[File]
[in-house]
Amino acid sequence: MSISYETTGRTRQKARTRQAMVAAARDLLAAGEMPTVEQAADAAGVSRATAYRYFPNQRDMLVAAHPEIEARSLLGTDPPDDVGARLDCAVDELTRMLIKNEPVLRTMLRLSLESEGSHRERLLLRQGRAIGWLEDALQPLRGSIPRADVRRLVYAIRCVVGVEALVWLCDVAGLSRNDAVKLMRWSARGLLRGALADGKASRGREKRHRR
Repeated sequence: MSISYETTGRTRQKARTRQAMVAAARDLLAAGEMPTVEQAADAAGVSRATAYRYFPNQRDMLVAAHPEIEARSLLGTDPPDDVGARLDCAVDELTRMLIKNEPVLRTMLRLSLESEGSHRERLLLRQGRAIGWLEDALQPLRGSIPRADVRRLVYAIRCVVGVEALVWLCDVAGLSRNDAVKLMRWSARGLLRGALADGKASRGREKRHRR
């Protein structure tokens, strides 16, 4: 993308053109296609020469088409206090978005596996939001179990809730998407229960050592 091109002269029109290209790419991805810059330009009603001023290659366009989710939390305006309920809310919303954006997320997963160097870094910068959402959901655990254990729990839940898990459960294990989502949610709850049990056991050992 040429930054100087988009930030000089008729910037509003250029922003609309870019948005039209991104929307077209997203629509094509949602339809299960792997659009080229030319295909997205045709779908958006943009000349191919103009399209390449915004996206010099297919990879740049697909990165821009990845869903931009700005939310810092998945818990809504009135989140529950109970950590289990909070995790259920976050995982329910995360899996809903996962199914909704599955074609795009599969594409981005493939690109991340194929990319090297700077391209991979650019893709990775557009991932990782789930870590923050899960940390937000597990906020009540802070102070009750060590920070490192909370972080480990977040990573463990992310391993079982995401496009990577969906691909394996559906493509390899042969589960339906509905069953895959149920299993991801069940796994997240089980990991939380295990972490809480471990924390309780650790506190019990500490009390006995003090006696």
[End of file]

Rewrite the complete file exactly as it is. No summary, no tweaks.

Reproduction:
[in-house]
Amino acid sequence: MSISYETTGRTRQKARTRQAMVAAARDLLAAGEMPTVEQAADAAGVSRATAYRYFPNQRDMLVAAHPEIEARSLLGTDPPDDVGARLDCAVDELTRMLIKNEPVLRTMLRLSLESEGSHRERLLLRQGRAIGWLEDALQPLRGSIPRADVRRLVYAIRCVVGVEALVWLCDVAGLSRNDAVKLMRWSARGLLRGALADGKASRGREKRHRR
Repeated sequence: MSISYETTGRTRQKARTRQAMVAAARDLLAAGEMPTVEQAADAAGVSRATAYRYFPNQRDMLVAAHPEIEARSLLGTDPPDDVGARLDCAVDELTRMLIKNEPVLRTMLRLSLESEGSHRERLLLRQGRAIGWLEDALQPLRGSIPRADVRRLVYAIRCVVGVEALVWLCDVAGLSRNDAVKLMRWSARGLLRGALADGKASRGREKRHRR
């Protein structure tokens, strides 16, 4: 993308053109296609020469088409206090978005596996939001179990809730998407229960050592 091109002269029109290209790419991805810059330009009603001023290659366009989710939390305006309920809310919303954006997320997963160097870094910068959402959901655990254990729990839940898990459960294990989502949610709850049990056991050992 040429930054100087988009930030000089008729910037509003250029922003609309870019948005039209991104929307077209997203629509094509949602339809299960792997659009080229030319295909997205045709779908958006943009000349191919103009399209390449915004996206010099297919990879740049697909990165821009990845869903931009700005939310810092998945818990809504009135989140529950109970950590289990909070995790259920976050995982329910995360899996809903996962199914909704599955074609795009599969594409981005493939690109991340194929990319090297700077391209991979650019893709990775557009991932990782789930870590923050899960940390937000597990906020009540802070102070009750060590920070490192909370972080480990977040990573463990992310391993079982995401496009990577969906691909394996559906493509390899042969589960339906509905069953895959149920299993991801069940796994997240089980990991939380295990972490809480471990924390309780650790506190019990500490009390006995003090006696």